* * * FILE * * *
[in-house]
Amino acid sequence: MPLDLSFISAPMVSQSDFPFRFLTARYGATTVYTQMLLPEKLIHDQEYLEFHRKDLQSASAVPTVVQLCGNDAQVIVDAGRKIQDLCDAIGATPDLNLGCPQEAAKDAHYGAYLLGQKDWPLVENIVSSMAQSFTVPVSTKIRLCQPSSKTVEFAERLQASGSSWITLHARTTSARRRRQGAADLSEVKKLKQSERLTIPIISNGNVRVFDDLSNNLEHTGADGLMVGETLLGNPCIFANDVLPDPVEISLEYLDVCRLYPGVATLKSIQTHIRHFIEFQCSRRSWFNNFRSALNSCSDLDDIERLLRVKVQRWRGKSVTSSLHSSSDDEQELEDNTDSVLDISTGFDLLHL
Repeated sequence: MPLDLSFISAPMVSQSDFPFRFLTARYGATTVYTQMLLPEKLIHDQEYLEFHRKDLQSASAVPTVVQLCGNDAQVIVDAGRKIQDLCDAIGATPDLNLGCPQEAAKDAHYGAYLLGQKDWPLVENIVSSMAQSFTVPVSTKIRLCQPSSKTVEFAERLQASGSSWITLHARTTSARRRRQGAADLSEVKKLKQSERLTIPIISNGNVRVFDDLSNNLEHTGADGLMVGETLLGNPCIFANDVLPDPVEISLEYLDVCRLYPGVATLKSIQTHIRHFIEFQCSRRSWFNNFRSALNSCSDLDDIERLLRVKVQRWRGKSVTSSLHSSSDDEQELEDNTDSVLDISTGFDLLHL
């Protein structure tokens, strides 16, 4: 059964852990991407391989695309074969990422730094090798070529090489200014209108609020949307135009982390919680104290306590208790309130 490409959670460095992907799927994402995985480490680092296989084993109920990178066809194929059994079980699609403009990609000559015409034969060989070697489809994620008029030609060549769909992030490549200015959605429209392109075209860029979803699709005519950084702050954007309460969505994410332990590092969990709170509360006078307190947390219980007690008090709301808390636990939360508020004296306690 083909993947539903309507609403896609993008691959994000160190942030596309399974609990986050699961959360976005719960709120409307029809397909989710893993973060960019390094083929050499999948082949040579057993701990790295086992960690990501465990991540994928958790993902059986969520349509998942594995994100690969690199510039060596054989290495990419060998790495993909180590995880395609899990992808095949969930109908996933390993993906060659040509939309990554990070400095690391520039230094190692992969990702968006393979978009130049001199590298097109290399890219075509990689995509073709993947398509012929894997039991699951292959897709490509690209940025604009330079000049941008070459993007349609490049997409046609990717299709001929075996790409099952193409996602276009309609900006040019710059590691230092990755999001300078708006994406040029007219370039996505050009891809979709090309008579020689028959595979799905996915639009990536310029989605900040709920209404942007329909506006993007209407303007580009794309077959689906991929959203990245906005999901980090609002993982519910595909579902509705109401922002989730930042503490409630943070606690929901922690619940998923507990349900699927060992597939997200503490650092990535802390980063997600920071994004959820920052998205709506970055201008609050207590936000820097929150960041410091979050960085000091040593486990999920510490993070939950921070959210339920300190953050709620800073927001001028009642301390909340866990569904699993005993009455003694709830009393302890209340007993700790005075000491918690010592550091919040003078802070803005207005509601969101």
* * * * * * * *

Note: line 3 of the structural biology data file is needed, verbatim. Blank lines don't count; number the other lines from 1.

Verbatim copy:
Repeated sequence: MPLDLSFISAPMVSQSDFPFRFLTARYGATTVYTQMLLPEKLIHDQEYLEFHRKDLQSASAVPTVVQLCGNDAQVIVDAGRKIQDLCDAIGATPDLNLGCPQEAAKDAHYGAYLLGQKDWPLVENIVSSMAQSFTVPVSTKIRLCQPSSKTVEFAERLQASGSSWITLHARTTSARRRRQGAADLSEVKKLKQSERLTIPIISNGNVRVFDDLSNNLEHTGADGLMVGETLLGNPCIFANDVLPDPVEISLEYLDVCRLYPGVATLKSIQTHIRHFIEFQCSRRSWFNNFRSALNSCSDLDDIERLLRVKVQRWRGKSVTSSLHSSSDDEQELEDNTDSVLDISTGFDLLHL